Letters: State can’t afford to lock up all multiple offenders; Sleeping on streets illegal; Let kids watch football for free
State can’t afford to lock up all multiple offenders; Sleeping on streets should be illegal; Let kids into stadium for free to watch football.
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Bill Leary’s objection to the release of criminals with multiple prior convictions fails to consider what those prior convictions were for (“Dangerous criminals shouldn’t walk streets,” Star-Advertiser, Letters, Dec. 2).
Not every multiple offender belongs in prison for a long term. We cannot lock up every multiple offender for life because most of the state budget would go for prisons, meaning a lot less money for education and public health.
Our judges, corrections officers and parole officers have a difficult job as it is because of limited resources. The Legislature never appropriates enough money for the criminal justice system because reform and rehabilitation have no constituency.
The public just wants to lock everybody up without consideration of cost. Until we demand sufficient funds for rehabilitation programs, the problem Leary complains about will remain.
Earle A. Partington
Elected officials allow unbridled development
If you like the plans for huge development all over Oahu, then continue to support the majority of our elected officials.
Support more development of expensive or affordable housing, with more outside money to “speed up” population and visitor growth, which we don’t need.
Support more tourist stops and recreational sites for more visitors, which we can’t handle, causing hardships for the majority of us.
Jobs created from development won’t match our cost of living and housing, yet our political leadership continues down this path. Some elected officials had an opportunity to do something right in the past, but they didn’t. Wind farms address electrical needs for fast and furious future projects, with no concern for others. This is a part of the termite culture expanding.
Can you hear the call to vote?
Adopting a pet should be easier, less expensive
I was shocked to read that our Hawaiian Humane Society is proposing shortening the holding period for stray pets, and increasing fees and fines (“Honolulu City Council considers shortening time Hawaiian Humane Society must keep stray dogs, cats,” Star-Advertiser, Nov. 13).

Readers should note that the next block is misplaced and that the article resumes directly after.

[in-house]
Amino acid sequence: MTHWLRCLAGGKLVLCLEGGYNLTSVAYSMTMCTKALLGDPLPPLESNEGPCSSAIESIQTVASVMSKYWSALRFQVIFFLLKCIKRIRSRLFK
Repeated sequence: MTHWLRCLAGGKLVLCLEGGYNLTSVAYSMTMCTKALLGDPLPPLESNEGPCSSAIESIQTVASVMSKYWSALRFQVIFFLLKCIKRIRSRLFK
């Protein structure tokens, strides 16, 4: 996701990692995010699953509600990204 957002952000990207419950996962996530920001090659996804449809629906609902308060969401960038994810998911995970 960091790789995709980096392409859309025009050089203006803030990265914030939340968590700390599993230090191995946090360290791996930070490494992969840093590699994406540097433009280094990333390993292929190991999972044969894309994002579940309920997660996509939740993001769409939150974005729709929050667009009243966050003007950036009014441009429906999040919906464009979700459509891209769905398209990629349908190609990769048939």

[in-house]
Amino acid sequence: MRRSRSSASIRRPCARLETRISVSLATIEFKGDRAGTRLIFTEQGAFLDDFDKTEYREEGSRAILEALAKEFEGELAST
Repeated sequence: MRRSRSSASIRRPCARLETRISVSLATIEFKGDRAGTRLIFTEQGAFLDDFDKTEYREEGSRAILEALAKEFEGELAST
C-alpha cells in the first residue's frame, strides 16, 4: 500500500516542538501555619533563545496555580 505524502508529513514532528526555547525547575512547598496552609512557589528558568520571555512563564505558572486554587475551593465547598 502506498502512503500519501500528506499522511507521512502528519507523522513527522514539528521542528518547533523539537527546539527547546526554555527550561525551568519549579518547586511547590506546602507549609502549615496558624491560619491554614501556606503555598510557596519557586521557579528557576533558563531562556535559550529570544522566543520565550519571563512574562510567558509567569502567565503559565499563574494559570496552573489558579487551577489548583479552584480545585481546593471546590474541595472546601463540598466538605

I believe it should be doing the exact opposite, so as to enable more people to own pets in our islands. Many mainland shelters are no-kill facilities. But ours wants to euthanize more animals, and sooner. Absolutely outrageous and unconscionable.
The Humane Society should make it less expensive to adopt a pet and encourage more adoptions. There must be a better solution.
Maybe the group should be re-named as the Hawaiian Inhumane Society. Shame.
Sleeping on streets should be illegal
Led by Mayor Carolyn Goodman, Las Vegas passed a law making it illegal for the homeless to sleep on streets when beds are available at established shelters. I just returned from Las Vegas and did not see a single person sleeping on the streets downtown.
We here in Hawaii need to protect our visitors and our local residents from any potential negative confrontations with the homeless and their animals. Use Goodman’s legislation dealing with the homeless problem.
Patrick N. Custino
Clean community more important than profits
I am in support of City Council Bill 40. As a longtime community volunteer, I can attest to the severity of the discarded plastic trash in our environment. I, with many friends, walk the streets cleaning up the immense amount of plastics littering our beautiful community.
Many exemptions in Bill 40 are available to businesses who do not have options to use a compostable container. Entities who oppose Bill 40 are putting minor conversion costs ahead of the health and beauty of our paradise.
Similar laws already are in action on Maui and other islands. I challenge anyone who says the dollar is more important than littering our landscape with multitudes of Styrofoam clamshell to-go containers to join a beach clean-up operation. See for yourself that these plastics are not biodegradable. It takes 50 years for Styrofoam to break down small enough to be labeled “microplastic,” and then the microplastics enter our food sources, and right back to the human.
I think we can be much smarter than this. Aloha o ka aina.
Let kids into stadium for free to watch football
Why won’t the Aloha Stadium let kids 12 and under into the stadium for free on football days? The kids would have their parents with them. Parents also will buy food and drinks. Maybe then your seats will be filled.